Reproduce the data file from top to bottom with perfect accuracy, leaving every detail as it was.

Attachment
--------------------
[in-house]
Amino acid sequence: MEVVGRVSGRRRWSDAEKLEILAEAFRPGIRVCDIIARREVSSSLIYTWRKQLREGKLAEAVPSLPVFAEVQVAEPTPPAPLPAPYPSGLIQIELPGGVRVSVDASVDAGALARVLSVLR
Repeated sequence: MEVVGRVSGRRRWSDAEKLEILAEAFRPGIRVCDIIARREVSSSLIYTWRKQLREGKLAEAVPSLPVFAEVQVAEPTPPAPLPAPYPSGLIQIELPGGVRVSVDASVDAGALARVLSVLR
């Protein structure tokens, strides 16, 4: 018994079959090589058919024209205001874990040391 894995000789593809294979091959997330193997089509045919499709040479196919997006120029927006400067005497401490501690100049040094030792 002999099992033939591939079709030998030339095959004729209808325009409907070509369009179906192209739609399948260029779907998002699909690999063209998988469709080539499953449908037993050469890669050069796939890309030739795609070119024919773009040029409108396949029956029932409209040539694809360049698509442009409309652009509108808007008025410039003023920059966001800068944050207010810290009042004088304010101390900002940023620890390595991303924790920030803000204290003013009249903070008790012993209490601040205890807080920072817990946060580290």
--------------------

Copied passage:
[in-house]
Amino acid sequence: MEVVGRVSGRRRWSDAEKLEILAEAFRPGIRVCDIIARREVSSSLIYTWRKQLREGKLAEAVPSLPVFAEVQVAEPTPPAPLPAPYPSGLIQIELPGGVRVSVDASVDAGALARVLSVLR
Repeated sequence: MEVVGRVSGRRRWSDAEKLEILAEAFRPGIRVCDIIARREVSSSLIYTWRKQLREGKLAEAVPSLPVFAEVQVAEPTPPAPLPAPYPSGLIQIELPGGVRVSVDASVDAGALARVLSVLR
């Protein structure tokens, strides 16, 4: 018994079959090589058919024209205001874990040391 894995000789593809294979091959997330193997089509045919499709040479196919997006120029927006400067005497401490501690100049040094030792 002999099992033939591939079709030998030339095959004729209808325009409907070509369009179906192209739609399948260029779907998002699909690999063209998988469709080539499953449908037993050469890669050069796939890309030739795609070119024919773009040029409108396949029956029932409209040539694809360049698509442009409309652009509108808007008025410039003023920059966001800068944050207010810290009042004088304010101390900002940023620890390595991303924790920030803000204290003013009249903070008790012993209490601040205890807080920072817990946060580290």